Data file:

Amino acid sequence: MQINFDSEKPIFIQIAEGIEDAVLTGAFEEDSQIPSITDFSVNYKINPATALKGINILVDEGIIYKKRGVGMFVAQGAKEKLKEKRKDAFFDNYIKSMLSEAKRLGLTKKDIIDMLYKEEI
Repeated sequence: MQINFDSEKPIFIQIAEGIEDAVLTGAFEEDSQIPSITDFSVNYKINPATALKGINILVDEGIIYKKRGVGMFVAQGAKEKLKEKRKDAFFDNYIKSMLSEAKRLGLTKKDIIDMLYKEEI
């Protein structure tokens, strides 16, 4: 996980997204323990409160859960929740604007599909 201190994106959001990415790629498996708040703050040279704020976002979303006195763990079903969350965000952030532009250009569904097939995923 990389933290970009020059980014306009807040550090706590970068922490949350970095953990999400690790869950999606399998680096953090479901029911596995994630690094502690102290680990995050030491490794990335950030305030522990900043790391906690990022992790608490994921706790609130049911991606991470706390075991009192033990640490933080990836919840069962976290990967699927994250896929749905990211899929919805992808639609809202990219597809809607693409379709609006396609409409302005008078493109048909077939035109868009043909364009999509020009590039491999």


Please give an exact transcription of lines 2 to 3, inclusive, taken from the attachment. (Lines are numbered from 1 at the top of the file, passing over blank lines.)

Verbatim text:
Repeated sequence: MQINFDSEKPIFIQIAEGIEDAVLTGAFEEDSQIPSITDFSVNYKINPATALKGINILVDEGIIYKKRGVGMFVAQGAKEKLKEKRKDAFFDNYIKSMLSEAKRLGLTKKDIIDMLYKEEI
């Protein structure tokens, strides 16, 4: 996980997204323990409160859960929740604007599909 201190994106959001990415790629498996708040703050040279704020976002979303006195763990079903969350965000952030532009250009569904097939995923 990389933290970009020059980014306009807040550090706590970068922490949350970095953990999400690790869950999606399998680096953090479901029911596995994630690094502690102290680990995050030491490794990335950030305030522990900043790391906690990022992790608490994921706790609130049911991606991470706390075991009192033990640490933080990836919840069962976290990967699927994250896929749905990211899929919805992808639609809202990219597809809607693409379709609006396609409409302005008078493109048909077939035109868009043909364009999509020009590039491999």